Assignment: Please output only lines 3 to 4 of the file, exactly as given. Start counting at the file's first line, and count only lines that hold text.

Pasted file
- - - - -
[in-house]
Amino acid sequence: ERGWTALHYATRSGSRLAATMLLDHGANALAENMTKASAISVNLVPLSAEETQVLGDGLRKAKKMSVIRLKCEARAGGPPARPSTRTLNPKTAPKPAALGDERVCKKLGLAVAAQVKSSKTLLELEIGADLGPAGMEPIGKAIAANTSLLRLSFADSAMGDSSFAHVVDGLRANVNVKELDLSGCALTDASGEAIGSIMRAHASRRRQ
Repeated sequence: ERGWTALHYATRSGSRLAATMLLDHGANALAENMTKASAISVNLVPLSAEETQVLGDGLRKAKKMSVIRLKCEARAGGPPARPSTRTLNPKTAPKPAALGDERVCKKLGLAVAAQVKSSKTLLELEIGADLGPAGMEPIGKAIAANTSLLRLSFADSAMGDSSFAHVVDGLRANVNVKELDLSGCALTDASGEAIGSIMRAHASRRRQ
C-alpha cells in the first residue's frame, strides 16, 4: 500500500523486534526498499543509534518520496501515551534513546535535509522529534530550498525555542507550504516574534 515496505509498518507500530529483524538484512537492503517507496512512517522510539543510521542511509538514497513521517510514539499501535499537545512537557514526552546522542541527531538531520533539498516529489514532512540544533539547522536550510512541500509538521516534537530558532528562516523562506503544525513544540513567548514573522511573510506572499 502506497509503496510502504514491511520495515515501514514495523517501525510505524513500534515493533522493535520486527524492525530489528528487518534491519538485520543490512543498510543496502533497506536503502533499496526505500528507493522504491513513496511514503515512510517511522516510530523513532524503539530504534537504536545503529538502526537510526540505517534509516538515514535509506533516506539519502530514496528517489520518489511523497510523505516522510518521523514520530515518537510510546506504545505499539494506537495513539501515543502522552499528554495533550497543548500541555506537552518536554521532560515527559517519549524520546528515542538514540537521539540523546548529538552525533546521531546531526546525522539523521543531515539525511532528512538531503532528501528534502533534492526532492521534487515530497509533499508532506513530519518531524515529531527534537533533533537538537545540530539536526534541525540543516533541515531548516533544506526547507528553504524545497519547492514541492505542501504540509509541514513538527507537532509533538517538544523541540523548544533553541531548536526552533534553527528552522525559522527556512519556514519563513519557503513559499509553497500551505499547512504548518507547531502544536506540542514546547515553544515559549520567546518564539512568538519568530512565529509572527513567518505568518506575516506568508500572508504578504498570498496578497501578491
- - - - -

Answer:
Repeated sequence: ERGWTALHYATRSGSRLAATMLLDHGANALAENMTKASAISVNLVPLSAEETQVLGDGLRKAKKMSVIRLKCEARAGGPPARPSTRTLNPKTAPKPAALGDERVCKKLGLAVAAQVKSSKTLLELEIGADLGPAGMEPIGKAIAANTSLLRLSFADSAMGDSSFAHVVDGLRANVNVKELDLSGCALTDASGEAIGSIMRAHASRRRQ
C-alpha cells in the first residue's frame, strides 16, 4: 500500500523486534526498499543509534518520496501515551534513546535535509522529534530550498525555542507550504516574534 515496505509498518507500530529483524538484512537492503517507496512512517522510539543510521542511509538514497513521517510514539499501535499537545512537557514526552546522542541527531538531520533539498516529489514532512540544533539547522536550510512541500509538521516534537530558532528562516523562506503544525513544540513567548514573522511573510506572499 502506497509503496510502504514491511520495515515501514514495523517501525510505524513500534515493533522493535520486527524492525530489528528487518534491519538485520543490512543498510543496502533497506536503502533499496526505500528507493522504491513513496511514503515512510517511522516510530523513532524503539530504534537504536545503529538502526537510526540505517534509516538515514535509506533516506539519502530514496528517489520518489511523497510523505516522510518521523514520530515518537510510546506504545505499539494506537495513539501515543502522552499528554495533550497543548500541555506537552518536554521532560515527559517519549524520546528515542538514540537521539540523546548529538552525533546521531546531526546525522539523521543531515539525511532528512538531503532528501528534502533534492526532492521534487515530497509533499508532506513530519518531524515529531527534537533533533537538537545540530539536526534541525540543516533541515531548516533544506526547507528553504524545497519547492514541492505542501504540509509541514513538527507537532509533538517538544523541540523548544533553541531548536526552533534553527528552522525559522527556512519556514519563513519557503513559499509553497500551505499547512504548518507547531502544536506540542514546547515553544515559549520567546518564539512568538519568530512565529509572527513567518505568518506575516506568508500572508504578504498570498496578497501578491